KATHMANDU. July 5: A two day long ‘First Youth Agriculture Entrepreneurship Conference’ was organized by 4H Nepal – an independent youth lead organization committed to empowerment and development of rural youth – at the Department of Agriculture Hall in Harihar Bhawan, Kathmandu.
For 4H Nepal, the meeting of different agricultural professionals, experts, policy makers, government and political stakeholders was imagined to act as a melting point to start fruitful discourse on challenges faced by young people engaged in agriculture.
The conference saw sessions from experts who delivered presentations on farming therapy, progressive agro based enterprise practices and innovative marketing strategies. In the closing day, a separate session was dedicated to young agro entrepreneurs to share their experience as young entrepreneurs.
Angaraj Bharati from Jumla shared his dissatisfaction on government’s agriculture loan schemes. “When you have a particular skill, you think investments will automatically pour your way but in Nepal the banking sector is still not welcoming towards farmers who want to commercialize their occupation,” he said. For the past two years Bharati is in a constant battle with the Nepal Rastra Bank to get his loan passed. Still his frustrations haven’t changed his mind to look for foreign employment.
“Entrepreneurship is all about risk bearing ability,” said Deependra Aryal, who is a mandarian and coffee producer from Syangja. Though for the past three years his business is facing a loss of Rs 60 lakhs, he only takes them as minor setbacks that have helped him grow more. And at the moment, he is working to develop a web display system for mandarian producers to track the demand for the products and systematically identify market possibilities.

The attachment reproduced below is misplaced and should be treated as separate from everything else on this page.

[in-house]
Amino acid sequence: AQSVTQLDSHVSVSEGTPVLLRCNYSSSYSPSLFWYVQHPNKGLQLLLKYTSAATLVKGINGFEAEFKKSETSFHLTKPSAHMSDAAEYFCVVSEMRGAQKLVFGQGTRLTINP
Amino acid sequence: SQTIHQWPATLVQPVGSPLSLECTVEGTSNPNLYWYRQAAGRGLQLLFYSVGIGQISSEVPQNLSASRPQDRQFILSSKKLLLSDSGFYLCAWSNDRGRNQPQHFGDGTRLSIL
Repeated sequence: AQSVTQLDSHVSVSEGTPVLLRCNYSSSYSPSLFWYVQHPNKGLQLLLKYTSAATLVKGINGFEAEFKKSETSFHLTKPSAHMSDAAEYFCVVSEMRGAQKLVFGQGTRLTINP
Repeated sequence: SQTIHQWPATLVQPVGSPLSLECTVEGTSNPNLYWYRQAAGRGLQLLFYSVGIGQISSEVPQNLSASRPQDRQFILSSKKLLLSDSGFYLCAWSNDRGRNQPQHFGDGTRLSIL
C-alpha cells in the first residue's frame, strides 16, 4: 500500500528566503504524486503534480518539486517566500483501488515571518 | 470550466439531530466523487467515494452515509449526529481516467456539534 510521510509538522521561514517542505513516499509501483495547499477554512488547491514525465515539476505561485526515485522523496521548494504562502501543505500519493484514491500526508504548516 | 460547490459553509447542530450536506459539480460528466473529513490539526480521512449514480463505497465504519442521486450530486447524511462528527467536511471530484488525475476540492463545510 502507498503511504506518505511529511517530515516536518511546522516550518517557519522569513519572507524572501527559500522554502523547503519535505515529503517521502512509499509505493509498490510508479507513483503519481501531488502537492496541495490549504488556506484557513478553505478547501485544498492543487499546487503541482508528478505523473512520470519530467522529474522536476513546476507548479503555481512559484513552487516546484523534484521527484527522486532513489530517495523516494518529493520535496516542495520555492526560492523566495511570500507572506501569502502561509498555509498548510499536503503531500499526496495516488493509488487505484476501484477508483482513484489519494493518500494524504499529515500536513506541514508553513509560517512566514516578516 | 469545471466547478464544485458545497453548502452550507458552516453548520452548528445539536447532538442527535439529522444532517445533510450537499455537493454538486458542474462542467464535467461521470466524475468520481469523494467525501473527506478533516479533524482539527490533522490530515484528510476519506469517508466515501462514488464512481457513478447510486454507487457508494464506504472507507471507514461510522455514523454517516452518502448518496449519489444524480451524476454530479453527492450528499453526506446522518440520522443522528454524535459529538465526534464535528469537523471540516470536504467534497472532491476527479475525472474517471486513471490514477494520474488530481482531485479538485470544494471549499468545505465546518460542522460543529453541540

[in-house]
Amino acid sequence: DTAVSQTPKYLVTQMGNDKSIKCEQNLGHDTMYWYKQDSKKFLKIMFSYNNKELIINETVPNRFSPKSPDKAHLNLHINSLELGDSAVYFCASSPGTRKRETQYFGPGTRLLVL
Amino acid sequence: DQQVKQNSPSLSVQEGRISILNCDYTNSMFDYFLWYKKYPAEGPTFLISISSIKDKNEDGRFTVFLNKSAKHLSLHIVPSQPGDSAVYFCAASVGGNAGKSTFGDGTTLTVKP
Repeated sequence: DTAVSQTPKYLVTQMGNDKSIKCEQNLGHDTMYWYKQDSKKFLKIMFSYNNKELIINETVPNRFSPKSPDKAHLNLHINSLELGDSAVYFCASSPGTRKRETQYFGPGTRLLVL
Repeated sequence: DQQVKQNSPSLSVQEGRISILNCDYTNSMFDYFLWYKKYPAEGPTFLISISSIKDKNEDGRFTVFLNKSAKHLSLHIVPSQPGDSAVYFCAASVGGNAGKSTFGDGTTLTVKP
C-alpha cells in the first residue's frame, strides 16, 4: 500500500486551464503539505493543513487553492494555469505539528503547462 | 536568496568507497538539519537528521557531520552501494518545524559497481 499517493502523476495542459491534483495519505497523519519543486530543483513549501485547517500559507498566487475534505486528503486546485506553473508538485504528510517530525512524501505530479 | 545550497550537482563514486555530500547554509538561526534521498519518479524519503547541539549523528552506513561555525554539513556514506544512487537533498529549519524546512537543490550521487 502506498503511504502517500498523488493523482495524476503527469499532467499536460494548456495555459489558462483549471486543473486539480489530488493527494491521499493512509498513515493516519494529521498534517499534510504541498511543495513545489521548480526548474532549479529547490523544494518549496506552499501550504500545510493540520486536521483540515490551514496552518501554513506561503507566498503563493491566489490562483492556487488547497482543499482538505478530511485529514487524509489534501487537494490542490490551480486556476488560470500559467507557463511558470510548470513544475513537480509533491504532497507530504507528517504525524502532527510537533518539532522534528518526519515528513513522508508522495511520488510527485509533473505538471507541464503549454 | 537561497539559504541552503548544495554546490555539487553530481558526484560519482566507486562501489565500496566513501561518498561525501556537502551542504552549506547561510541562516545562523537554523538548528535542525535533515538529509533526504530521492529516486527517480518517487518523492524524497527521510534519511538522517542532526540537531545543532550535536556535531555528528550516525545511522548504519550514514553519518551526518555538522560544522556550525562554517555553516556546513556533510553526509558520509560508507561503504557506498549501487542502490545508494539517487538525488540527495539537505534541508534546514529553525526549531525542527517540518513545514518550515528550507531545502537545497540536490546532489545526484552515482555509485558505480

Shyam Chhatkuli was also one of the participants in the panel. Chhatkuli had the opportunity to visit Israel and learn farming there. “Nepal can learn a lot from Israel. We boast about our water resources but are still following feudal agricultural practices, while Israel is a desert region and still they have a highly sophisticated agricultural industry,” he said. After returning back, he has already started working on his fishery farm for a year and hopes to expand his enterprise in the coming years.
Nepal is perennially plagued with the label that it is an ‘agricultural country’. But the ground reality of Nepal’s agriculture sector reveals the label to be just a false mask. In the fiscal year 2012/2013 it was reported that we spend about Rs 100 billion in importing agro based products. With escalating demands in a declining economy, young entrepreneurs have realized the need to call for an agricultural revolution that can help Nepal’s agriculture sector to rise from the slump.
“This type of youth conference is just a stepping stone towards a progressive future for Nepal’s agriculture sector. We hope that we were able to provide a platform where young entrepreneurs could form a network and help each other,” said Lok Raj Awasthi, the president of 4H Nepal.